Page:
This all stems from the original Larrabee work that Intel discontinued.
"Development efforts around the Phi chips were originally announced in 2010. At the time, the processor was seen as a continued development of a chip called Larrabee, which was to be Intel's first graphics processor but was later scrapped.
The Phi chips were "not designed to be graphics processors," Curley said. The chip is good for visualization and graphics applications, but it is not designed for high-level APIs (application programming interfaces) usually used to design graphics applications like games, Curley said.
Some Phi design elements were also drawn from an experimental 48-core chip for cloud computing and an 80-core chip for high-performance computing.
Phi is Intel's way to keep up with Moore's Law, which forecasts a doubling of the number of transistors in chips, and therefore a doubling of chip performance, approximately every two years. But balancing performance with power consumption has been a challenge, and programmers are expected to write code that scales across multicore chips.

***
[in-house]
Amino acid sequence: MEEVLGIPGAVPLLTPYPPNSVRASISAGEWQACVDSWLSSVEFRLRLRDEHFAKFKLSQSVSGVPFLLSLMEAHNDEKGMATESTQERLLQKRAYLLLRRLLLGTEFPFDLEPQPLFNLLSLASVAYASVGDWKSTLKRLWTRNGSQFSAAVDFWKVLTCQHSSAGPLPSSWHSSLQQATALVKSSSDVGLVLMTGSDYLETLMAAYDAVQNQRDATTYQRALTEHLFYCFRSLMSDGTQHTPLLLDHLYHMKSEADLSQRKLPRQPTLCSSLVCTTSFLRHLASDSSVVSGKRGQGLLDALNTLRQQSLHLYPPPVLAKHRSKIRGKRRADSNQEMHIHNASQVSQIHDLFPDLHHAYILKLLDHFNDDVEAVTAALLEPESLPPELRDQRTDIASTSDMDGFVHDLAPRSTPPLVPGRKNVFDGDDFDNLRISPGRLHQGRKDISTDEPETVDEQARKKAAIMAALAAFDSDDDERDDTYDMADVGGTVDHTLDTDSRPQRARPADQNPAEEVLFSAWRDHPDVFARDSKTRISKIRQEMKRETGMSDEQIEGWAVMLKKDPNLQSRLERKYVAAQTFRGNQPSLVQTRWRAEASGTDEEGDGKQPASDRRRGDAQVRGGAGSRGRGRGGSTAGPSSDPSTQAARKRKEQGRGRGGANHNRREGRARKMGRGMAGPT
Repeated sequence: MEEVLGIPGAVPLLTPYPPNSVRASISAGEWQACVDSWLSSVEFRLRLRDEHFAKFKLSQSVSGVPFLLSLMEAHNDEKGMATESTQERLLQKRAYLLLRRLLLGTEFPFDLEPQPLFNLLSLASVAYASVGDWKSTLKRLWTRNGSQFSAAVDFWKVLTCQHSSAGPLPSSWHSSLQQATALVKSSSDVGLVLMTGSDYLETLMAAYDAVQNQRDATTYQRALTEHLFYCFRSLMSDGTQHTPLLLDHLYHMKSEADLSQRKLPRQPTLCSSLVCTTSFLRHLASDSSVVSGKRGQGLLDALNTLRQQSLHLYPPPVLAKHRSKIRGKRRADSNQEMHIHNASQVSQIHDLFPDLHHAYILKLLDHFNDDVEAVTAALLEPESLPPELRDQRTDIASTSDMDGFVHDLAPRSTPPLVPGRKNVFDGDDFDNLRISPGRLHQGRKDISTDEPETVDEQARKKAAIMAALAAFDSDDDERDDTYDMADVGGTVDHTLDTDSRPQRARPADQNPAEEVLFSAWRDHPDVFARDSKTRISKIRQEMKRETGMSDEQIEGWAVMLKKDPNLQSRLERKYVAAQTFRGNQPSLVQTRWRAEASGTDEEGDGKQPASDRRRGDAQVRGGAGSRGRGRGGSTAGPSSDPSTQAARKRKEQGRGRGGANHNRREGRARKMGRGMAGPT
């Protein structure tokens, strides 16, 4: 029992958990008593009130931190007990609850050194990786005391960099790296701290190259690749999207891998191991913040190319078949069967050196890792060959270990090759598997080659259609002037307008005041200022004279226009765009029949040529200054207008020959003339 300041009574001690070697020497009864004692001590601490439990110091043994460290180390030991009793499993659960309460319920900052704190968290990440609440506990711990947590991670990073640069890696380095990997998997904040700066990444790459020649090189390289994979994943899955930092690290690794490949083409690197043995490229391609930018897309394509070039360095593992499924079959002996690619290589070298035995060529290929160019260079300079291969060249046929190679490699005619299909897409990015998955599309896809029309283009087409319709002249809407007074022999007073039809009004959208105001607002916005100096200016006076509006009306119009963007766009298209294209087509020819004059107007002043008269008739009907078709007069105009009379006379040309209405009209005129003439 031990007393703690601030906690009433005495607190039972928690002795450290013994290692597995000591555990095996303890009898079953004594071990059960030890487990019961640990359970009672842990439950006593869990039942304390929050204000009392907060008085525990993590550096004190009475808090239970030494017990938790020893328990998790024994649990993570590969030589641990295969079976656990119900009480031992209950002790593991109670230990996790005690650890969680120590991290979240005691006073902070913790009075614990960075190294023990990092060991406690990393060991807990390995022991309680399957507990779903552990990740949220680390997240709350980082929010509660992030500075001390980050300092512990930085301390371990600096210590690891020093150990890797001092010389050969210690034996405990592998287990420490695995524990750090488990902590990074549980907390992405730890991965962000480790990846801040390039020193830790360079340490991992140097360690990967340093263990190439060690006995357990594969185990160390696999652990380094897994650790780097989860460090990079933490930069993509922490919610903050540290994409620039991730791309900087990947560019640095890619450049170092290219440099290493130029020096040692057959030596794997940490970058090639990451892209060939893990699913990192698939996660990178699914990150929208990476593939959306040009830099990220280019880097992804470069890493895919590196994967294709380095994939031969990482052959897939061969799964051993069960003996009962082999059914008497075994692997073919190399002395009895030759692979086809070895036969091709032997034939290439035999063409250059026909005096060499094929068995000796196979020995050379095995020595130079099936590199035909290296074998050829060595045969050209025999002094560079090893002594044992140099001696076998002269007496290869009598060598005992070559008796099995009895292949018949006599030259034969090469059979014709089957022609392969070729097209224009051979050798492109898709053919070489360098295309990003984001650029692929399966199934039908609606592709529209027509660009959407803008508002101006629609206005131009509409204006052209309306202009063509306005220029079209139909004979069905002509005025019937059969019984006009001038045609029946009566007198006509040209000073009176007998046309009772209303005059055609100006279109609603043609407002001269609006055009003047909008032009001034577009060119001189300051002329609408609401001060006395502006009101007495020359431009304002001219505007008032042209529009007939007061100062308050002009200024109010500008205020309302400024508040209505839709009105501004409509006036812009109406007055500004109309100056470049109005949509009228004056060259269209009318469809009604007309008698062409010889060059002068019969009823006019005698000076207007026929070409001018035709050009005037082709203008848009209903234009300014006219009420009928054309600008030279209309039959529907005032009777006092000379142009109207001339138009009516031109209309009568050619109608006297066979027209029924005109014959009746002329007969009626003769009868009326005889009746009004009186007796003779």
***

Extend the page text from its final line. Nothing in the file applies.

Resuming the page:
Intel is providing software tools so applications can be written or recompiled for the Phi chips. Curley said it is easy to recompile existing x86 code so that high-performance applications can take full advantage of the multicore chips.
The Phi chips could also work alongside ARM CPUs in a computing environment, but it would require massive investment from a server maker to build such a system, Curley said.
"There's nothing in the engineering design that precludes it," Curley said. However, he noted that current Phi implementations will be on servers with x86 CPUs."